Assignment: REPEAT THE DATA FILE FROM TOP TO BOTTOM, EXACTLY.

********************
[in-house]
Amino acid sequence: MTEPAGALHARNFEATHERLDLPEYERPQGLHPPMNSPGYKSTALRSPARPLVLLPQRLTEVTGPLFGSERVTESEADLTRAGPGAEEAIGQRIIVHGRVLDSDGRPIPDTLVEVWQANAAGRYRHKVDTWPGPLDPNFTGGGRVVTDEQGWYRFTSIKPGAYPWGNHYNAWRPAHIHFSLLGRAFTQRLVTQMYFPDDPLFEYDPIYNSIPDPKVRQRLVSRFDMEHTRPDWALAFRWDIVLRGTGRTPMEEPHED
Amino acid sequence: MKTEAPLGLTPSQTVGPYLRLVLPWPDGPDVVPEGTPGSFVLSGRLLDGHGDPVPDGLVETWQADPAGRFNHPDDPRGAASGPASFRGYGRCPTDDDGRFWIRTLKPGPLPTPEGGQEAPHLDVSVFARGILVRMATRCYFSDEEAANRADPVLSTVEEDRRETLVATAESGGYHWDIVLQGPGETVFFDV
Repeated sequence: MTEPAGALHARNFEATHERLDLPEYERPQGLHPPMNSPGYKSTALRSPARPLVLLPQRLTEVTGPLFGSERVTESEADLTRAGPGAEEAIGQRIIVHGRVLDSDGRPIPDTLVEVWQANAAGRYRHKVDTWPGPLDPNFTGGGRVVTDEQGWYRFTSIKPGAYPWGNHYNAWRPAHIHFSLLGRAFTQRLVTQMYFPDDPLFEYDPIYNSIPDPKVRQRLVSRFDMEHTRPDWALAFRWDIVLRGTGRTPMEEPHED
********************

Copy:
[in-house]
Amino acid sequence: MTEPAGALHARNFEATHERLDLPEYERPQGLHPPMNSPGYKSTALRSPARPLVLLPQRLTEVTGPLFGSERVTESEADLTRAGPGAEEAIGQRIIVHGRVLDSDGRPIPDTLVEVWQANAAGRYRHKVDTWPGPLDPNFTGGGRVVTDEQGWYRFTSIKPGAYPWGNHYNAWRPAHIHFSLLGRAFTQRLVTQMYFPDDPLFEYDPIYNSIPDPKVRQRLVSRFDMEHTRPDWALAFRWDIVLRGTGRTPMEEPHED
Amino acid sequence: MKTEAPLGLTPSQTVGPYLRLVLPWPDGPDVVPEGTPGSFVLSGRLLDGHGDPVPDGLVETWQADPAGRFNHPDDPRGAASGPASFRGYGRCPTDDDGRFWIRTLKPGPLPTPEGGQEAPHLDVSVFARGILVRMATRCYFSDEEAANRADPVLSTVEEDRRETLVATAESGGYHWDIVLQGPGETVFFDV
Repeated sequence: MTEPAGALHARNFEATHERLDLPEYERPQGLHPPMNSPGYKSTALRSPARPLVLLPQRLTEVTGPLFGSERVTESEADLTRAGPGAEEAIGQRIIVHGRVLDSDGRPIPDTLVEVWQANAAGRYRHKVDTWPGPLDPNFTGGGRVVTDEQGWYRFTSIKPGAYPWGNHYNAWRPAHIHFSLLGRAFTQRLVTQMYFPDDPLFEYDPIYNSIPDPKVRQRLVSRFDMEHTRPDWALAFRWDIVLRGTGRTPMEEPHED